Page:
Jan 302011

To most folks outside of Kansas City, the Stonewall Inn refers to the landmark New York City nightclub that saw a 1969 riot by its gay patrons during a police raid. The Stonewall riot is often heralded as the event that put gay rights into the public consciousness. Out in Lenexa, Kansas, The Stonewall Inn refers to a supremely old school restaurant serving up traditional homestyle American cooking without flash or pretension. I imagine homosexuality plays very little part in what they are serving up and its name is just a happy accident.

Stonewall Inn

While I have not eaten at the Stonewall’s main restaurant, a smaller old home sits just south of the original restaurant at Pflumm and 103rd and houses Stonewall Pizza. This is a smaller, more affordable joint with a limited menu. While the big restaurant is open for lunch, Stonewall Pizza makes a little more sense for a quick midday bite so that’s what I’ll focus on here.

I have been to Stonewall Pizza many times over the course of three years, having first been introduced to it by local blogger Goofy Girl. As I said, it lacks pretension but I’ve found that the pizza is really quite good.



Stonewall Inn

You order at a counter just inside the front door. The menu offers slices, whole pies and a few sandwiches. The best bet for lunch is the special: a 3-topping slice, side salad and fountain drink for $6.48. I have opted for the two-slice lunch but found it to be too much food and slightly too expensive, approaching 10 bucks with drink. As each slice is made to order, it can take 10 minutes or so to get your food.

These are large slices with a fairly thin crust that remains delightfully crispy on the bottom and edges. While slightly more rustic in appearance, the pizza slices at Stonewall remind me of those at D’Bronx, and are a little bit cheaper.

The salads are typical unremarkable pizza parlour offerings with iceberg and romaine lettuce, a handful of shredded mozzarella cheese and a couple of pepperoni slices. I’ve never understood why pizza places love putting odd pizza toppings on salads. It’s not like they don’t have a a whole slew of fresh vegetables on hand, so why put pepperoni and cheese on the salad? Yet another truism for you: shredded cheese never belongs on a salad.

Stonewall Inn

Stonewall Pizza is not a restaurant for people who like to keep to themselves. You see, this is perhaps the friendliest place I have ever eaten. It’s friendly to a fault. If you want to show up, order food and mind your own business, you may be disappointed since the staff will talk to you continuously throughout your stay. Not a minute into my last visit, I knew the name of the woman at the counter and the name of the owner who was sitting at one of the tables in the empty dining area. Throughout the meal, each staff person referred to me by my first name, frequently checking up on me to make sure everything was okay and making small talk. One woman even asked me if it was alright to change the music, which played from a portable stereo by the front window.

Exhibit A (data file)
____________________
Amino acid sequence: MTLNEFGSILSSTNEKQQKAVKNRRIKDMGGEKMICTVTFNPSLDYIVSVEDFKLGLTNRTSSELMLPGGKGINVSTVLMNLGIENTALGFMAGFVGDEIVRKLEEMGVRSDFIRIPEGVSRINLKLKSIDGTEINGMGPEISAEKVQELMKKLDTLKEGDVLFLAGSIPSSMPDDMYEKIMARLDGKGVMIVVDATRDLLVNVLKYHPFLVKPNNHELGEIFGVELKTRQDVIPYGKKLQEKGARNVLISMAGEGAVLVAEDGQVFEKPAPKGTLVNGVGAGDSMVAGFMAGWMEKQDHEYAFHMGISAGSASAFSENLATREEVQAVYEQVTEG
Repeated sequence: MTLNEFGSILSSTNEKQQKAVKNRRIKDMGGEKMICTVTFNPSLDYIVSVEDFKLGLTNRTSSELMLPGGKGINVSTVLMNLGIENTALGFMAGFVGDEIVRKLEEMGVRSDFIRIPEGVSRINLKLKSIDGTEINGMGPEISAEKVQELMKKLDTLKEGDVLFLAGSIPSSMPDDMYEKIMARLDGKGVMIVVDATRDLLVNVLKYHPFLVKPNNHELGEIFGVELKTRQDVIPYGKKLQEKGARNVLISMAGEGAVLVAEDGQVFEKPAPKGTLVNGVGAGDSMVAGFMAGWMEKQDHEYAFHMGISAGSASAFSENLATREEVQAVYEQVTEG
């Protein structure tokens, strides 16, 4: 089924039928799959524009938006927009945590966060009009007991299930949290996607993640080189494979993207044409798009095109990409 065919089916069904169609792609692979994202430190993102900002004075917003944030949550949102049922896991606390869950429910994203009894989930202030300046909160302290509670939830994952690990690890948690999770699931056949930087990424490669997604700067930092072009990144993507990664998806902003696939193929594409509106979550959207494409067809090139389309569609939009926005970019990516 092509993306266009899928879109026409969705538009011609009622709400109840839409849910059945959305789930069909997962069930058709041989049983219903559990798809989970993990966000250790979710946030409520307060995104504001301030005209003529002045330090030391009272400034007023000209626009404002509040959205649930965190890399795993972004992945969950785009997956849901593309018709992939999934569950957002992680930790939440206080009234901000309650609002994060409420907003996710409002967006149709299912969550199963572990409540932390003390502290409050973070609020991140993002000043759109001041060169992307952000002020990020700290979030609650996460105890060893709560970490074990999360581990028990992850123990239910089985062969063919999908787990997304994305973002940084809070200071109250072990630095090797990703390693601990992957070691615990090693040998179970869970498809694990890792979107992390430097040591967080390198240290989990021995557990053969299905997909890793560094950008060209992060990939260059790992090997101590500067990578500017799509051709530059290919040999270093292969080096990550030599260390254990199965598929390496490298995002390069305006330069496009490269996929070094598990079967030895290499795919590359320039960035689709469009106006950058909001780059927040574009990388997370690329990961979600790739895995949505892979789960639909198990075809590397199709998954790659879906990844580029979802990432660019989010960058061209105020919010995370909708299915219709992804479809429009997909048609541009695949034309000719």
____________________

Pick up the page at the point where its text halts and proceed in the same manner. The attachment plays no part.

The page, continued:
I don’t have a lump of coal for a heart, so I appreciate the hands-on treatment at Stonewall Pizza, but it’s not everyone’s cup of tea.


The interior is small and a little wonky but it’s an interesting space to have lunch. There is a back dining room that is typically closed or empty and a sizable patio out front that is nice in warmer climes.

All in all, Stonewall Pizza is a decent spot to put on the lunch rotation if you live or work in that part of Johnson County. It took me a while to warm up to the place but the good crust occasionally calls my name, which put it over the top for me. Stiff competition from Pizza Man which sits right next door may make this a less appealing option. But since Pizza Man recently started pre-making Chicago Dogs and Italian Beefs for lunch service, you may want to give Stonewall Pizza a try one of these days.

Stonewall Pizza
10244 Pflumm Road Lenexa, Kan. [Map it >]

Stonewall Inn on Urbanspoon

Edokko: 8615 Hauser Ct. Lenexa

 Posted by at 9:58 pm
Apr 252010

The restaurant critics gave a nice shout-out to Edokko on KCUR’s Walt Bodine show a few weeks ago. I was glad this place was on their radar because I had eaten there back in March and found it to serve among the best sushi in town.

Edokko Sushi

Edokko is situated in a small strip mall on Hauser Ct. just off 87th street in Lenexa. It sits next door to KC Grill & Kabob which itself offers a very fine Middle Eastern lunch buffet. Inside the entrance is a little lobby with some large bamboo and a delightful fish pond. The little speaker on top issues a barely audible greeting when you walk in or out.



Sushi is a great option for lunchers venturing out on their own. You can always count on the presence of a sushi bar where you can join other solo diners. The bar also offers the opportunity to watch the sushi chef practice his craft; some chefs (the gentleman at Jun’s comes to mind) are veritably chatty fellows who are more than happy to discuss the finer points of sushi-making.

Edokko is very tastefully decorated, anchored by an 18-seat granite sushi bar with stone accents.
Sushi bar

A series of elevated wooden booths run along two walls above the central dining area. The booths are sleek and modern with appealing earth-toned cushions.


Like most better sushi places, prices run a little higher than the average lunch excursion. The sushi special runs $10.95 and includes 6 pieces, a California roll and miso soup.

Sushi lunch

Miso soup

This is definitely a crowd-pleasing special as there are no “weird” choices, and a California roll is about as safe as you can get. But this was great sushi, absolutely creamy, fresh tasting and delightful. The nigiri were on the large side as well.